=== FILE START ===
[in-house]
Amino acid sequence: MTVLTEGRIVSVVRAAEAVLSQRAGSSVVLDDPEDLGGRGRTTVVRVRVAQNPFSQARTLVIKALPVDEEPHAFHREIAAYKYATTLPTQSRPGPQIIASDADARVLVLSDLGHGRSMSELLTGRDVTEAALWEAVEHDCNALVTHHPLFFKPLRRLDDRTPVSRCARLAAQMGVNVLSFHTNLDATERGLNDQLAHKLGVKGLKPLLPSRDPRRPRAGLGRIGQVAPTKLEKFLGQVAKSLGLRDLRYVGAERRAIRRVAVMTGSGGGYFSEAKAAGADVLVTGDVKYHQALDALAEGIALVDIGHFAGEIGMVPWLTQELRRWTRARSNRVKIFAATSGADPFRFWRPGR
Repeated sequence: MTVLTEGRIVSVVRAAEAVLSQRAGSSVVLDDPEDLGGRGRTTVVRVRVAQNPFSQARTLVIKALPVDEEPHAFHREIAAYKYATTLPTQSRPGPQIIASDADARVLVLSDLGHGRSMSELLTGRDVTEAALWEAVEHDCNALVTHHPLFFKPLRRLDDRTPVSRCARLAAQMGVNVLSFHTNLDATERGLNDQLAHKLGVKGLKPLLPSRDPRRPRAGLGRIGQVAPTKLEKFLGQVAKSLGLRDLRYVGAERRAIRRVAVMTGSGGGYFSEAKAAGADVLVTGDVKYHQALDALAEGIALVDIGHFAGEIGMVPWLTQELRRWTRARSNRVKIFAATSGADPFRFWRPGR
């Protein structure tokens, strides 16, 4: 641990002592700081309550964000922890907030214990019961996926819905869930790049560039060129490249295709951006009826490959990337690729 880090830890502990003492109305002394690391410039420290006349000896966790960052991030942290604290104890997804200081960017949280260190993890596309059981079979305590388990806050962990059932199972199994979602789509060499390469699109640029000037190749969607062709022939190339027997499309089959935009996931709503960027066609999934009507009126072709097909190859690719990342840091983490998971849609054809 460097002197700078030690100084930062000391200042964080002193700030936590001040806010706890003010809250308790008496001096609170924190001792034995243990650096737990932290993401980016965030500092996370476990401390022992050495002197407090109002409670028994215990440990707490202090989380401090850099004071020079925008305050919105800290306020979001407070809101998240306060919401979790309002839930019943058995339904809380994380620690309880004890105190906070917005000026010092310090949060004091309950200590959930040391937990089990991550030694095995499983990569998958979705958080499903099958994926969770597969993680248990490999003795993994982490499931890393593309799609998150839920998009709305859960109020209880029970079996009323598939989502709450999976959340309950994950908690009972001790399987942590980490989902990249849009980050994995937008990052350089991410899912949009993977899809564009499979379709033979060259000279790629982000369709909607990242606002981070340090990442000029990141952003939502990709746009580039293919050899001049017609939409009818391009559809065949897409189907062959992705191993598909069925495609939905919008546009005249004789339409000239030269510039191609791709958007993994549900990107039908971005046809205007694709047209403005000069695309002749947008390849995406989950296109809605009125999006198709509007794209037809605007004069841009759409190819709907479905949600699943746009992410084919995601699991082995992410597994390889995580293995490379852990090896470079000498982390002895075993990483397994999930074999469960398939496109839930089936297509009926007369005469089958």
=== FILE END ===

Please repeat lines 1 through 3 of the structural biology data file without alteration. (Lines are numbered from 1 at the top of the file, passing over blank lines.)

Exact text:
[in-house]
Amino acid sequence: MTVLTEGRIVSVVRAAEAVLSQRAGSSVVLDDPEDLGGRGRTTVVRVRVAQNPFSQARTLVIKALPVDEEPHAFHREIAAYKYATTLPTQSRPGPQIIASDADARVLVLSDLGHGRSMSELLTGRDVTEAALWEAVEHDCNALVTHHPLFFKPLRRLDDRTPVSRCARLAAQMGVNVLSFHTNLDATERGLNDQLAHKLGVKGLKPLLPSRDPRRPRAGLGRIGQVAPTKLEKFLGQVAKSLGLRDLRYVGAERRAIRRVAVMTGSGGGYFSEAKAAGADVLVTGDVKYHQALDALAEGIALVDIGHFAGEIGMVPWLTQELRRWTRARSNRVKIFAATSGADPFRFWRPGR
Repeated sequence: MTVLTEGRIVSVVRAAEAVLSQRAGSSVVLDDPEDLGGRGRTTVVRVRVAQNPFSQARTLVIKALPVDEEPHAFHREIAAYKYATTLPTQSRPGPQIIASDADARVLVLSDLGHGRSMSELLTGRDVTEAALWEAVEHDCNALVTHHPLFFKPLRRLDDRTPVSRCARLAAQMGVNVLSFHTNLDATERGLNDQLAHKLGVKGLKPLLPSRDPRRPRAGLGRIGQVAPTKLEKFLGQVAKSLGLRDLRYVGAERRAIRRVAVMTGSGGGYFSEAKAAGADVLVTGDVKYHQALDALAEGIALVDIGHFAGEIGMVPWLTQELRRWTRARSNRVKIFAATSGADPFRFWRPGR